The declaration of a climate crisis cannot be business as usual argues Llyr Gruffydd
It was the thankless and tireless campaigning by thousands of young climate activists coupled with pressure and support from my party, Plaid Cymru, that led the Welsh Government to declare a climate emergency last month.
But when the Labour First Minister, Mark Drakeford AM, said that he did not think declaring a climate emergency ‘represented a sharp difference in policy’, alarm bells rang. Doesn’t he and his Government realise that the whole purpose of declaring a climate emergency is to recognise that the status-quo is not sustainable? That it is about taking the climate crisis seriously, rather than being self-congratulating and praising the current strategy?
Declaring a climate emergency must mean more than rebranding existing policies.Take the Government’s recently published A Low Carbon Wales paper, for example. The vast majority of the promises in that paper already existed. They weren’t new policies, per se. Many of the document’s commitments begin with various caveats including, ‘We will be consulting on…’, ‘We envisage…’, ‘We will consult on…’ and so on.
This doesn’t sound very urgent to me. The only plan for 2019 is to consult, review and research. Where are the concrete plans? Where is the emergency? The Government has now said it will review the paper, but we have no clear timetable for its revision and still no sense of urgency.
The IWA recently outlined how Wales could move towards being fully reliant on green energy by 2035. Will the Labour Government commit to achieving this target? Because if they’re serious about tackling climate change, they need to publish a detailed and comprehensive plan that includes short, medium and long-term strategies.
Take Clean Air, as another example. I had hoped that today would be the last Clean Air Day for Wales without there being legislation having been adopted and in place. And that, of course, would help us to tackle the scourge of air pollution once and for all. But we still don’t have detail on the content of such an Act, and very little detail on the timetabling for bringing forward such legislation.
Public Health Wales has declared that air pollution is a public health crisis. Waiting another year will mean an additional 2,000 deaths as a result of air pollution because of those delays, and that is scandalous. It is a national scandal and it is disgraceful.
We in Plaid Cymru have outlined the type of initiatives that will be set up when we are in government. These include setting up a national energy company to help Wales achieve its goal of becoming self-sufficient in renewable energy, and the energy atlas which will enable us to begin unlocking some of that potential in a way that benefits our communities and citizens. We would also establish the largest homes retrofit program that Wales has ever seen through our multi-million pound energy efficiency program. This would contribute to the triple bottom line of reducing emissions, creating jobs, and tackling fuel poverty across Wales. We also need huge transport reforms; including improving the national grid and consider amending remit letters to public bodies in response to this emergency. There’s also an opportunity with the new Curriculum for Wales to ensure that the environment and environmental crisis is an educational priority.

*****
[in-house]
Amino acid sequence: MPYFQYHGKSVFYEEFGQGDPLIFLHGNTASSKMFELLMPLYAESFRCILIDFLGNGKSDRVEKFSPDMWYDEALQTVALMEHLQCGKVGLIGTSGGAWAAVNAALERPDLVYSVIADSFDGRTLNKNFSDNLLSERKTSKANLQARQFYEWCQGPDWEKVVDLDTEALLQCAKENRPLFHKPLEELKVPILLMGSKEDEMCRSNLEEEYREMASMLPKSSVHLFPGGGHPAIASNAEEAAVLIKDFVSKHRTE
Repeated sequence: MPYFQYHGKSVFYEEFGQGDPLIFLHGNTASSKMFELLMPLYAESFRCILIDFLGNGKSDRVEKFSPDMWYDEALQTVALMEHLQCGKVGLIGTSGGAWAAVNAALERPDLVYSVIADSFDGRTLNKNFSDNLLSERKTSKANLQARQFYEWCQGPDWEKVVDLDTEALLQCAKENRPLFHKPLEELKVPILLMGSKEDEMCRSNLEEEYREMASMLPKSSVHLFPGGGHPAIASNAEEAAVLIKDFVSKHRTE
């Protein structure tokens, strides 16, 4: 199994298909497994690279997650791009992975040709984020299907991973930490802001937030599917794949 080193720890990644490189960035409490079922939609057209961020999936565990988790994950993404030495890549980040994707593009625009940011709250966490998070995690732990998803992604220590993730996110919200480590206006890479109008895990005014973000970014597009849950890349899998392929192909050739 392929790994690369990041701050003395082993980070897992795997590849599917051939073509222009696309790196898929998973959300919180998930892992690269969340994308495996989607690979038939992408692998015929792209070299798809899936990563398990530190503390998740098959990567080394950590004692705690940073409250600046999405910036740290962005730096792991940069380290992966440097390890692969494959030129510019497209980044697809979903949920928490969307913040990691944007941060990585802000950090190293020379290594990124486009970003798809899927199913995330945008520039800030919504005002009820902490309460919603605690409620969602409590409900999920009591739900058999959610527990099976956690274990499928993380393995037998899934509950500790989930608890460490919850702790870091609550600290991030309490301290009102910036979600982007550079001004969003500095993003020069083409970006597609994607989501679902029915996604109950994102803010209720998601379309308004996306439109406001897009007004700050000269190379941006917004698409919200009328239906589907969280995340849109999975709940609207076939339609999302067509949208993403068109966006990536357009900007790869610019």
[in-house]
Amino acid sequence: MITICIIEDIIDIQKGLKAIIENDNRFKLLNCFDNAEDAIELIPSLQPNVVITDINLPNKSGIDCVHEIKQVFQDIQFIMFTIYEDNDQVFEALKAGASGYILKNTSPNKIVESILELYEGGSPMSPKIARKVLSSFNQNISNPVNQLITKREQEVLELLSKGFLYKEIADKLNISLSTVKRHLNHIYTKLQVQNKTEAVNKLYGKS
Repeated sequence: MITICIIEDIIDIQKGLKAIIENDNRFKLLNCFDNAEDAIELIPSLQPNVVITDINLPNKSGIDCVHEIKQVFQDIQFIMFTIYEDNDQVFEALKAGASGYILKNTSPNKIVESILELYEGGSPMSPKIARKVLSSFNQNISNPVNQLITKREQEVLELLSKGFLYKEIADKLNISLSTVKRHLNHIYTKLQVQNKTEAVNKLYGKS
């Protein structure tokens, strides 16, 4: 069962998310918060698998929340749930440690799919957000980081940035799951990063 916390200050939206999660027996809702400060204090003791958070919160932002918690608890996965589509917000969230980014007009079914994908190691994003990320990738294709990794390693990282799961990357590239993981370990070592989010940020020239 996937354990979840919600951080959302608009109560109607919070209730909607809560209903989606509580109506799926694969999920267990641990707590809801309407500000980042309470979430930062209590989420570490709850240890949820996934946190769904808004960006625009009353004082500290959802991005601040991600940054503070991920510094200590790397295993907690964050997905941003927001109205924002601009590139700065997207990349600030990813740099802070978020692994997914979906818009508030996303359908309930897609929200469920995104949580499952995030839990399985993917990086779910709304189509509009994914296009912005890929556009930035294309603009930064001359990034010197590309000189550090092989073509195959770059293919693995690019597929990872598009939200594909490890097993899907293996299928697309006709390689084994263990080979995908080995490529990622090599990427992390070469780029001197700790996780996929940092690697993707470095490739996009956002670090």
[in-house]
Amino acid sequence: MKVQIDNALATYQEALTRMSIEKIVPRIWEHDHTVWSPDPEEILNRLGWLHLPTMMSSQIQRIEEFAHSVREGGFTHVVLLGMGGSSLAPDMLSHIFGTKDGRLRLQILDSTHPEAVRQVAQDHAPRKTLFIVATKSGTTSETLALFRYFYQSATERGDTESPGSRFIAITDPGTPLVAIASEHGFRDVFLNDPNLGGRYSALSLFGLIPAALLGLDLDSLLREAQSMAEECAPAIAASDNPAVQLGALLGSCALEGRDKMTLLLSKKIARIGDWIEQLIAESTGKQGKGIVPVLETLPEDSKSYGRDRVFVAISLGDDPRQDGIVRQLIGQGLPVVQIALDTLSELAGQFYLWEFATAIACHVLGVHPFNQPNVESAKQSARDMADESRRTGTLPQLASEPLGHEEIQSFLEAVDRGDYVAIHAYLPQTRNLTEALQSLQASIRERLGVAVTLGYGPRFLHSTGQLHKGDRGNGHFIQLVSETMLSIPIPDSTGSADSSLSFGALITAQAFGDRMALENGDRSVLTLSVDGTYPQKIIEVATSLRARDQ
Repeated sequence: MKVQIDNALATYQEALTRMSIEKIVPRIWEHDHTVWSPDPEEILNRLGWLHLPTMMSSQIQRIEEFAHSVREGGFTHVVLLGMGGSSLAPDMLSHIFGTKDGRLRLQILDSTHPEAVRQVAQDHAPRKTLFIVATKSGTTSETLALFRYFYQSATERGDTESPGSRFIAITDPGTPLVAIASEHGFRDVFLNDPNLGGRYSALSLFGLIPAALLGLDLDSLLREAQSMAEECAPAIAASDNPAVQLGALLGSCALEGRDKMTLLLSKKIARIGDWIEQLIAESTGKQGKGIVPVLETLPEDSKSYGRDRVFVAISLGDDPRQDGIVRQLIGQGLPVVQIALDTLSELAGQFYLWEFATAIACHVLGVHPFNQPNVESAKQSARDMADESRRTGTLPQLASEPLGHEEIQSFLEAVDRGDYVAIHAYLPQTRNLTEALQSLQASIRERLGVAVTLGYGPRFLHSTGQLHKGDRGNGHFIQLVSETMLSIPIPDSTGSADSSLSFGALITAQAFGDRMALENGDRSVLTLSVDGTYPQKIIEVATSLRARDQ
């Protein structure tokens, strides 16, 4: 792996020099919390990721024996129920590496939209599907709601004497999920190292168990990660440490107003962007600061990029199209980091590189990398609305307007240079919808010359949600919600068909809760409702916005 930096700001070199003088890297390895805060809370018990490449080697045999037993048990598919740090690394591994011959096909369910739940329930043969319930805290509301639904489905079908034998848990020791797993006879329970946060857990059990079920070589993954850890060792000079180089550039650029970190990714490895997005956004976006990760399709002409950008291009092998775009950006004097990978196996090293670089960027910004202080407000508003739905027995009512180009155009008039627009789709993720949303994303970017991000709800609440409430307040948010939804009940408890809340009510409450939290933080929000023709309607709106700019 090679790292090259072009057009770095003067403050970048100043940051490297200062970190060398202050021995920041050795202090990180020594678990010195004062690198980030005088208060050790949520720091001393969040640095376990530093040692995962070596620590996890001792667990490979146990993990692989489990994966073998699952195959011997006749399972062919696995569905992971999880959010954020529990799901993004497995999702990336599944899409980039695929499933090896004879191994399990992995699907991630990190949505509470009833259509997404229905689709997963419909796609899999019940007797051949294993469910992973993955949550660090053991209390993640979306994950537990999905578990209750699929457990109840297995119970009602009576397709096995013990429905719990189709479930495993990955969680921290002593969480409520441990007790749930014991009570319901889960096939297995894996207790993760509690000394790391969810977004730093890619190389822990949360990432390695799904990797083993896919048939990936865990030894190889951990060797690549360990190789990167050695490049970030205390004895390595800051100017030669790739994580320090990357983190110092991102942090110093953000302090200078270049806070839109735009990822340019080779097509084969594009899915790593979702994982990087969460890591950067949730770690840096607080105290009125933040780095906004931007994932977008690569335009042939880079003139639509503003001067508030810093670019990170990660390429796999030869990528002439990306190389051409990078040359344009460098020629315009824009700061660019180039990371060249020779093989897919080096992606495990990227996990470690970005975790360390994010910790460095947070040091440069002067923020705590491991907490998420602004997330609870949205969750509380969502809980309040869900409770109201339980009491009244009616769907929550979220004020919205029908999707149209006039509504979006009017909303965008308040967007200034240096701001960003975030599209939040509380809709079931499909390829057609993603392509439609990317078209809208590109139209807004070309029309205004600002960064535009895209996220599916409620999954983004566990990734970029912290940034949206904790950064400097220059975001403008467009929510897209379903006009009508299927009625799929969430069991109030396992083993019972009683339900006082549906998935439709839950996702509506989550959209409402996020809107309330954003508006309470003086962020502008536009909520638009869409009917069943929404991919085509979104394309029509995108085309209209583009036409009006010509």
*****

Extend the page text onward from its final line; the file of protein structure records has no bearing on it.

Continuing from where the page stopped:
I’m disappointed in Labour.
They have no comprehensive strategy that covers all departments of the Government, to reach the target. The climate crisis should be a consideration within all portfolios, not just the minister for agriculture and energy. We need deeds not words.
Following the publication of The Intergovernmental Panel on Climate Change (IPCC) report last year, it has become unequivocally clear that climate change is the biggest threat facing humanity. The report warns that ‘Limiting global warming to 1.5ºC would require rapid, far-reaching and unprecedented changes in all aspects of society’.
Tackling climate change does not have to be at the expense of sustainable economic growth. As stated by the IPCC ‘limiting global warming to 1.5ºC compared to 2ºC could go hand in hand with ensuring a more sustainable and equitable society.’
We owe it to future generations because by the time they become the next generation of world leaders, it will already be too late. It is our responsibility as leaders today to step forward and deliver.
The declaration of a climate crisis is not the culmination of anything; it is the beginning. This cannot be business as usual. I appeal to the Government for a change of gear. We can’t afford to have a Government in autopilot. We need concrete steps to lead Wales towards real and direct change for the sake of future generations and our planet.
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